Sign up for tax alert emails    GTNU homepage    Tax newsroom    Email document    Print document    Download document

July 22, 2020

Russia proposes draft bill limiting VAT exemption for foreign entities licensing software and databases

On 21 July 2020, the Russian State Duma (the highest legislative body) approved in the first and second readings a draft bill limiting applicability of the value-added tax (VAT) exemption upon a transfer of rights to software and databases. The proposed legislative changes would affect, inter alia, foreign companies licensing rights to software or databases to Russian companies that currently benefit from VAT exemption.

Current regulation

Currently, a VAT exemption is applicable upon the provision of exclusive rights to software and databases, as well as the transfer of rights to use such intellectual property (IP) rights under a license agreement. Many foreign e-service providers who license rights on software/databases benefit from this VAT exemption.

Proposed changes

Effective 1 January 2021, the mentioned VAT exemption would be available only to companies, providing exclusive rights or license rights to use with respect to software and databases included in the Unified Register of Russian software and databases (the Register), except for software or database allowing distribution of advertising on the Internet and accessing to marketplaces. To be included in the Register, software and databases, inter alia, should meet the following requirements:

1. Exclusive rights to software or databases belong to a Russian legal entity with the total share of direct and (or) indirect participation of the Russian legal entities, municipalities, Russian non-commercial entities or Russian citizens exceeding 50%.

2. Total amount of payments transferred under license or other agreements (under which the rights to the software or database are granted) to the foreign entities does not exceed 30% of revenue rights transfer per a calendar year.

Hence, effectively, application of this VAT exemption will no longer be available to non-Russian IP holders transferring rights to software or databases to Russian customers.

The draft bill reamins under review by the State Duma and in order to become effective it must pass three hearings in the State Duma and be approved by the President. In the current version of the bill there is no transition period, accordingly, the legislative changes would become effective starting from 1 January 2021.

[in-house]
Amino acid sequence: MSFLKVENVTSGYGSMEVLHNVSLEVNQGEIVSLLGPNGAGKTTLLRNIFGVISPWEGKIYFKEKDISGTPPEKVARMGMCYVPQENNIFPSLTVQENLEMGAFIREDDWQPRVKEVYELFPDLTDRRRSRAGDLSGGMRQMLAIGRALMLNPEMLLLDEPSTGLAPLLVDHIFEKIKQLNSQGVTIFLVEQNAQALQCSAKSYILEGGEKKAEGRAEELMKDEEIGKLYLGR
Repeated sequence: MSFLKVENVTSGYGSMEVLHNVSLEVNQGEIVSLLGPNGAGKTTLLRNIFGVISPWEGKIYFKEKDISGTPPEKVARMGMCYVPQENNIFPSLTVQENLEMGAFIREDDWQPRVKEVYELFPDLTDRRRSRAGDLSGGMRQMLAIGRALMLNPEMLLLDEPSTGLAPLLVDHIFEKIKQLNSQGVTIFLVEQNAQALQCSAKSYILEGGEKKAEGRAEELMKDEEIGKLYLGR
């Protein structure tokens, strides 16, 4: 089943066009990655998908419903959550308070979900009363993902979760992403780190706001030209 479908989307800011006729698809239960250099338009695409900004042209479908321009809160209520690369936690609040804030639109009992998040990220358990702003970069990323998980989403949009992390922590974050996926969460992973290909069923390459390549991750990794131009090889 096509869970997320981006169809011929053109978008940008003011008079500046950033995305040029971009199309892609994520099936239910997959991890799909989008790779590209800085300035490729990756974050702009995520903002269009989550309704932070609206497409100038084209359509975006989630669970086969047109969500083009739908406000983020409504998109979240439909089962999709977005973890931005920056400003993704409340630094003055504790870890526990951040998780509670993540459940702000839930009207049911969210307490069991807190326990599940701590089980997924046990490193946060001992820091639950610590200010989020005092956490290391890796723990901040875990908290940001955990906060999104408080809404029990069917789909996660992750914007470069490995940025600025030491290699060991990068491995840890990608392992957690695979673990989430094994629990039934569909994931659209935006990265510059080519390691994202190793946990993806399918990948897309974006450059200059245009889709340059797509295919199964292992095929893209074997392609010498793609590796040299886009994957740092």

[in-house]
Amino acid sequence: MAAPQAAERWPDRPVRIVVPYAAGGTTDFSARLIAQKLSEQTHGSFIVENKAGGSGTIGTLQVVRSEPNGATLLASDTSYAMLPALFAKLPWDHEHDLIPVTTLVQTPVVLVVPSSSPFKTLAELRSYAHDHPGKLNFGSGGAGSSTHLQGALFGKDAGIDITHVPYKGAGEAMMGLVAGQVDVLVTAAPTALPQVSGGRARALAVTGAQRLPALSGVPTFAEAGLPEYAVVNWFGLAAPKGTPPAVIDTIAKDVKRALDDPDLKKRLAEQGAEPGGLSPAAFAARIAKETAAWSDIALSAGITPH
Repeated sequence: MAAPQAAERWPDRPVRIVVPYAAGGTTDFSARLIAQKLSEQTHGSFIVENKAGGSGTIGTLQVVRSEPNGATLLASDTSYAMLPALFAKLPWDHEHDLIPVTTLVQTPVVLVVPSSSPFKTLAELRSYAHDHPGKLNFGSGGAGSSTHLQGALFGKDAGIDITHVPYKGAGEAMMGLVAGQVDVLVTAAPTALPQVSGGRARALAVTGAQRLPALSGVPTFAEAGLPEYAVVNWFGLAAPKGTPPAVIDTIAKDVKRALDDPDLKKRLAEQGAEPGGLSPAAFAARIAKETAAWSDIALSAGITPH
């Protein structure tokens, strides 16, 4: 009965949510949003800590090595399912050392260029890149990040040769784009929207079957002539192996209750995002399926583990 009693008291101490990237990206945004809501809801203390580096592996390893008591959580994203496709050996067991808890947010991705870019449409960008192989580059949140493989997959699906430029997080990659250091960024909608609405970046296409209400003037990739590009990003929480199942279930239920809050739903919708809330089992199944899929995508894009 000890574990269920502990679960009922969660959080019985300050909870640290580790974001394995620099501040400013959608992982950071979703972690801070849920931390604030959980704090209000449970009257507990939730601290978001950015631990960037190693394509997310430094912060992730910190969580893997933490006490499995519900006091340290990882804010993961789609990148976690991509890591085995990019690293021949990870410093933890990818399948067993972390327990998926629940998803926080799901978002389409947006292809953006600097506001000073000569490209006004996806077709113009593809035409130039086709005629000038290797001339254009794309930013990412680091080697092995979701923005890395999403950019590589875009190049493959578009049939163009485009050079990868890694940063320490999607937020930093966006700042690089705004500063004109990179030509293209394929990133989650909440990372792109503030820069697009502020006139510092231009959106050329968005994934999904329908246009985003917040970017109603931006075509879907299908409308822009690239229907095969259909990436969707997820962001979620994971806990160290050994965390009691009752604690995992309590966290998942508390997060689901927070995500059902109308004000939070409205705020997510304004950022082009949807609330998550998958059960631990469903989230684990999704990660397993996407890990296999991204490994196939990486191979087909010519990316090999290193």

Businesses that may be affected by upcoming changes should consider taking the following preparatory steps:

1. Assess whether the company’s software and databases may be included in the Unified Register of Russian software and databases for VAT purposes.

2. Review VAT clauses included in existing agreements with Russian customers in order to fix VAT obligations.

3. Review the calculation of VAT and invoicing procedures as well as reporting obligations if the company previously applied VAT exemption to its contracts.

4. Develop a strategy for the transition period and managing cashflows with the Russian customers considering new VAT rules.


For additional information with respect to this Alert, please contact the following:

Ernst & Young, Moscow



The information contained herein is general in nature and is not intended, and should not be construed, as legal, accounting or tax advice or opinion provided by Ernst & Young LLP to the reader. The reader also is cautioned that this material may not be applicable to, or suitable for, the reader's specific circumstances or needs, and may require consideration of non-tax and other tax factors if any action is to be contemplated. The reader should contact his or her Ernst & Young LLP or other tax professional prior to taking any action based upon this information. Ernst & Young LLP assumes no obligation to inform the reader of any changes in tax laws or other factors that could affect the information contained herein.


Copyright © 2024, Ernst & Young LLP.


All rights reserved. No part of this document may be reproduced, retransmitted or otherwise redistributed in any form or by any means, electronic or mechanical, including by photocopying, facsimile transmission, recording, rekeying, or using any information storage and retrieval system, without written permission from Ernst & Young LLP.


Any U.S. tax advice contained herein was not intended or written to be used, and cannot be used, by the recipient for the purpose of avoiding penalties that may be imposed under the Internal Revenue Code or applicable state or local tax law provisions.


"EY" refers to the global organisation, and may refer to one or more, of the member firms of Ernst & Young Global Limited, each of which is a separate legal entity. Ernst & Young Global Limited, a UK company limited by guarantee, does not provide services to clients.


Privacy  |  Cookies  |  BCR  |  Legal  |  Global Code of Conduct Opt out of all email from EY Global Limited.


Cookie Settings

This site uses cookies to provide you with a personalized browsing experience and allows us to understand more about you. More information on the cookies we use can be found here. By clicking 'Yes, I accept' you agree and consent to our use of cookies. More information on what these cookies are and how we use them, including how you can manage them, is outlined in our Privacy Notice. Please note that your decision to decline the use of cookies is limited to this site only, and not in relation to other EY sites or Please refer to the privacy notice/policy on these sites for more information.

Yes, I accept         Find out more